Routine coagulation tests such as the aPTT and the PT only measure the time to start of clot formation which only represents about <5% of thrombin generation. This makes these tests poor indicators of a hypercoagulable state. Looking at global coagulation assays can provide a more comprehensive assessment and may help in predicting venous and arterial thrombotic risks.2

Global coagulation assays can be used to measure hemostatic function of estradiol therapy. Comparing the profiles of transgender women to cisgender controls were tested using whole blood thromboelastography (TEG 5000), platelet poor thrombin generation; thrombogram and hemostatic potential assay by testing platelet poor plasma fibrin generation. In the study the results showed no differences in serum estradiol concentration and duration of therapy. Transgender women showed hypercoagulable parameters on thromboelastography and thrombin generation. They also have increased overall fibrinolytic potential when compared to cisgender men but there were no significant changed when compared to cisgender women.2



Conclusions:

It is important to understand the impact of hormone treatment and the risk of thrombosis as well as the coagulation profile of transgender patients. Studies are ongoing to address the long term health effects with transgender treatments. Absolute risks using hormone therapy are not so high that is shouldn't be used in transgender patients. Current preparations of estrogen for transwomen have a lower risk of VTE and the use of testosterone in transmen appears to be associated with a very limited VTE risk. Understanding how coagulation testing is affected in transgender patients will help in the evaluation of VTE risk.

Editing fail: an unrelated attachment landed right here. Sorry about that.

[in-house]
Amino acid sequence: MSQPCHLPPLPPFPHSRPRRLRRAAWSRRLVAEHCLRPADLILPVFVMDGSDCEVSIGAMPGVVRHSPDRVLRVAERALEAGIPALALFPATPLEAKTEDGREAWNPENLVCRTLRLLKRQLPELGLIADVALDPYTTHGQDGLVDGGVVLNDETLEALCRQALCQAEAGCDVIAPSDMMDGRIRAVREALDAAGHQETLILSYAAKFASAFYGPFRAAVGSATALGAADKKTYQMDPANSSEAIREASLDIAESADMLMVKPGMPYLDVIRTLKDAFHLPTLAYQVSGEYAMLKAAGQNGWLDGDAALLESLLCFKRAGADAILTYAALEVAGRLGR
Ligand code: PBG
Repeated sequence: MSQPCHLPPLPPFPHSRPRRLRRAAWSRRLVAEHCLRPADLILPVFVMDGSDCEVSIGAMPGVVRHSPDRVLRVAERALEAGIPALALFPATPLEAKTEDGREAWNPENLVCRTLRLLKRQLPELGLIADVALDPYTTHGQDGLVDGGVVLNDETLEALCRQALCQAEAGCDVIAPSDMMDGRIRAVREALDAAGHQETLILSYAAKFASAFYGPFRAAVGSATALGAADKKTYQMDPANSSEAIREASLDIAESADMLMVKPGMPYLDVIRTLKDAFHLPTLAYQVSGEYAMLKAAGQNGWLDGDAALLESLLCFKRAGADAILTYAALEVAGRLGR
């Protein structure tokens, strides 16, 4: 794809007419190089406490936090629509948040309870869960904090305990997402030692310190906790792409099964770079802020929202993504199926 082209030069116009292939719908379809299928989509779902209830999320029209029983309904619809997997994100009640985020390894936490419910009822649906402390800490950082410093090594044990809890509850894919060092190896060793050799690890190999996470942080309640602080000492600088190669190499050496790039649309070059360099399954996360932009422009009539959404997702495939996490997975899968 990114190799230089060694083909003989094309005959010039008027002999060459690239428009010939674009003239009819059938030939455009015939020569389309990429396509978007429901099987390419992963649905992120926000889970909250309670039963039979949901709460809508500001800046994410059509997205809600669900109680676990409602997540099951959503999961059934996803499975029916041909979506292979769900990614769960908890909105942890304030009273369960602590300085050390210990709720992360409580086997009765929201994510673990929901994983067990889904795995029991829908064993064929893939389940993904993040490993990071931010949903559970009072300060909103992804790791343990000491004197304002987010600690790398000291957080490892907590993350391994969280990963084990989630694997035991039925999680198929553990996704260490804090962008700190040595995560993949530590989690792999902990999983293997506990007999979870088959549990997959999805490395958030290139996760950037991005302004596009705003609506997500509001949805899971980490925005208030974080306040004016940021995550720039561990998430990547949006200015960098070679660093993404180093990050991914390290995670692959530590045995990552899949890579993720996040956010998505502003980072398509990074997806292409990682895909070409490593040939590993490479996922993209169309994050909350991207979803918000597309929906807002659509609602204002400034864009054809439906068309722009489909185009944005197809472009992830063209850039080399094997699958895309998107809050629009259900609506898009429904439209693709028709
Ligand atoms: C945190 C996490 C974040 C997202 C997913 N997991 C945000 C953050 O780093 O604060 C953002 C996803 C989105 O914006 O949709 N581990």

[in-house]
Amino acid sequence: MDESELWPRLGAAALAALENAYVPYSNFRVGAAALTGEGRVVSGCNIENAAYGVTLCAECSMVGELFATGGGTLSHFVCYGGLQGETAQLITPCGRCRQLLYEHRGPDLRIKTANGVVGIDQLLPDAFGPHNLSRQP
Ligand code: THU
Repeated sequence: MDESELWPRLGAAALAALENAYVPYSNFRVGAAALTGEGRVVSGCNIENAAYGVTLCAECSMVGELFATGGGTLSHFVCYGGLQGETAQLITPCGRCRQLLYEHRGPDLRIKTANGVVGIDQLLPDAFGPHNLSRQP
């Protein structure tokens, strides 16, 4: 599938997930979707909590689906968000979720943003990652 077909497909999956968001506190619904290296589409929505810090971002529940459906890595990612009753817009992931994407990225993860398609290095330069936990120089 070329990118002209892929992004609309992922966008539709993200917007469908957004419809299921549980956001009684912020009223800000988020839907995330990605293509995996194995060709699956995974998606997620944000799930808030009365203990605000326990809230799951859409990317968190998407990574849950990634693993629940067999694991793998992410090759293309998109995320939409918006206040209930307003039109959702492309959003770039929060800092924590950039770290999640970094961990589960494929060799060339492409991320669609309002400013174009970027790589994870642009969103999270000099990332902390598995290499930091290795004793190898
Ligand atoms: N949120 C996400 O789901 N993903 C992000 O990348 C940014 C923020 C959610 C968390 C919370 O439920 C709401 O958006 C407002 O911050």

References:

  1. Jean M. Connors,Saskia Middeldorp ,Transgender patients and the role of the coagulation clinician, Journal of Thrombosis and Hemostasis, 29 August 2019
  2. Hui Yin Lim, Shalem Y Leemaqz, Niloufar Torkamani, Mathis Grossmann, Jeffrey D Zajac, Harshal Nandurkar, Prahlad Ho, Ada S Cheung
  3. Global Coagulation Assays in Transgender Women on Oral and Transdermal Estradiol Therapy The Journal of Clinical Endocrinology and Metabolism 105(7), May 2020
  4. Luuk J.J. Scheres,Nienke L.D. Selier,Nienke M. Nota,Jeske J.K. van Diemen,Suzanne C. Cannegieter,Martin den Heijer, Effect of gender-affirming hormone use on coagulation profiles in transmen and transwomen Journal of Thrombosis and Hemostasis. 01 February 2021.